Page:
A young, curious woman stumbles upon an abandones theater and is presented with a showing of grotesque stories, while the puppet-like host slowly comes to life.
Anthologies have finally became of interest again. I say this being a huge fan of them, the idea of them are fun and they're rarely boring. Whether it's some of the classics like "Creepshow", or the slightly worse and more modern "Three Faces of Terror", they're all just fun. When "The Theater Bizarre" was first announced it was met with expected reactions - everyone wanted it. With names such as Tom Savini, Karim Hussain and Douglas Buck, Toetag Pictures and Marcus Koch involved, people were craving it. This was gonna be the anthology that brought it back, and made it more violent and up do date with our current sick needs. Sadly this isn't what we got.
The framing story by Jeremy Kasten is that of an abandoned theater and a woman who visits it. She arrives at a show hosted by Peg Poett - played by the always excellent Udo Kier. Peg Poett is a living puppet, and through-out the show he becomes more and more human. He presents six different stories to her. A simple but entertaining enough wrap-around story.
The first one is "The Mother of Toads". This was directed by the guy behind "Hardware" and "Dust Devil", among others. I think out of the bunch this is the most traditional anthology story, a monster story, basicly, which I think is very common. I won't go into detail because as you can expect it's about a toad-lady. I think this was an alright story to open up with because it's not the most interesting one, but still offers enough to get us going. I would've liked it if the fully transformed toad-lady would've been present a bit longer before ending it, but oh well. Not too good of a segment but overall entertaining enough.
Next up was the cheesy love-horror "I Love You". Directed by Buddy Giovinazzo who also did "Combat Shock". We have an international couple, he is German and she is French, and she is breaking up with him because she has found someone else. And this doesn't end well for her. Very ridiculous, and even more-so with the German accent. It ends with a stupid post-murder suicide and our German silly man repeating "I love you" to his dead wife while dying. Not very good and brought down my expectations a peg. But not enough because what followed was the worst of them all.
And the worst being "Wet Dreams", by everyones favorite (although he's an asshole) Tom Savini. Now this was just confusing and rather boring. Crappy performances, especially by Tom Savini as one of the leads, definitely contributed to making it as bad as it was. The effects by Toetag Pictures weren't bad but they just never manage to excite the audience in a bad film like this. Although I will say that it started out rather interesting with a vagina dentata scene, but it didn't develop it further. Big names on directing and effects didn't help this story at all.
Around this point the anthology takes a turn from the cheesy stuff above, to more strange, atmospheric stories. Douglas Buck's "The Accident" is the black sheep of the bunch as it never really becomes horror, instead it's about a child understanding death by seeing it in front of her. Very slow and focused on philosophical ideas about death. I thought this was pretty good, but definitely placed in the wrong anthology.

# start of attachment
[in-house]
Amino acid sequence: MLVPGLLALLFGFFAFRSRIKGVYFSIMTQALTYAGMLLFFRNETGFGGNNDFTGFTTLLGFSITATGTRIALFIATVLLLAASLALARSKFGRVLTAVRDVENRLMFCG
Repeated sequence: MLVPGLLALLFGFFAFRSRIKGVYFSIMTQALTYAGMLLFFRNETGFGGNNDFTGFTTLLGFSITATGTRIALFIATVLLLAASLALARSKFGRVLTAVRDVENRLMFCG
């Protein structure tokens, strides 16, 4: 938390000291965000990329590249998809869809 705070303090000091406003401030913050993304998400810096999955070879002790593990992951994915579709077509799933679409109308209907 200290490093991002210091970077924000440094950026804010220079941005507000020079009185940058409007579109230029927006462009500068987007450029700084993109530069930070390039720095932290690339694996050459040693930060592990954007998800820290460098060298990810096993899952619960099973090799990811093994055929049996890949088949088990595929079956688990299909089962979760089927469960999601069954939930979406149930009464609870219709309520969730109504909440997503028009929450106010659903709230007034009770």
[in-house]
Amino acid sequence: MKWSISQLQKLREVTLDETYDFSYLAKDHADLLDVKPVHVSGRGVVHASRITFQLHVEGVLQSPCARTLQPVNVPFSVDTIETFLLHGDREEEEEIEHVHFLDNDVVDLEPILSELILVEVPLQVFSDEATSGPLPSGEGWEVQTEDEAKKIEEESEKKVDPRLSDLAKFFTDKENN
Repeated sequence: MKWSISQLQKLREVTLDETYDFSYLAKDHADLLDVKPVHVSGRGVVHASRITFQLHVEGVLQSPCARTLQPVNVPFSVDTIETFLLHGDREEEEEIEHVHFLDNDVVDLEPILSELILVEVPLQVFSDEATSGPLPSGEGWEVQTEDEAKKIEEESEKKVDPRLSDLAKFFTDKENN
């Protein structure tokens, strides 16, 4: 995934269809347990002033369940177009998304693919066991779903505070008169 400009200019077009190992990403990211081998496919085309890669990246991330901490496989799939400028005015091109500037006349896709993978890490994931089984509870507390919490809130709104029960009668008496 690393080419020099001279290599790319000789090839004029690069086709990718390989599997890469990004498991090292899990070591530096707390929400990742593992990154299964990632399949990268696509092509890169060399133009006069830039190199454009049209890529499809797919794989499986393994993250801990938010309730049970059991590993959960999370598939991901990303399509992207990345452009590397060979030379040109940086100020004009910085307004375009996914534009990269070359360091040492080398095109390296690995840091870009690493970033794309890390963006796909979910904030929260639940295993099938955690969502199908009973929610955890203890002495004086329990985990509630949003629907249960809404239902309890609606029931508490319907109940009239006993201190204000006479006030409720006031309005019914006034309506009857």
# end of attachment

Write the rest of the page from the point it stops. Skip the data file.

I was personally most interested in seeing Karim Hussain's story "Vision Stains". He always have something interesting up his sleeve, why would this be any different? It wasn't. It's about a woman who collects memories from social outcasts by killing them and sucking the memories out of their eyes with a syringe, and into her own. The idea was bizarre and the scenes where she attacks them for the memories were pretty cool - I especially thought the syringe scenes were the strongest parts of the entire anthology. Sadly this one lost me towards the end where it just didn't have a good way of tying it together, which disappointed me after such a strong beginning.
The best one was saved for last. "Sweets" by documentary (and "Plague Town") director David Gregory, with effects from Film Bizarro friend Marcus Koch. This one was gross and stupid, which was exactly what we needed right about now. After the three unintentionally stupid stories, followed by two slightly more philosophical and meaningful stories, "Sweets" was a perfect way to end this anthology, and was the only story I have no complaints for at all. It's about a couple who are just stuffing themselves full of sweets. Sweets are laying all over the place, they eat with their hands and are just being pigs. But the woman is breaking up with pathetic guy, breaking him down. Then it switches to the woman going to a party where the guests are just as disgusting stuffing themselves full with anything food-related they can get their hands on. And eventually the main course is brought in - the boyfriend. As expected, this has some "Sweet Movie"-esque food scenes but for the most part it's intentionally over-the-top silly, gross and sexual. Not to mention that the finale has the best effects in the movie.
"Sweets" is a highlight in an otherwise bland anthology that seemed to focus more on the names involved rather than the stories it was telling. The three first stories are meh at best, and then it gets gradually better from there. If you expected a violent, repulsive and unique roller-coaster then this isn't the anthology you want, this is rather forgettable and uninspiring for the most part. However, die hard fans who are very familiar with what anthologies usually offer will get what they are looking for.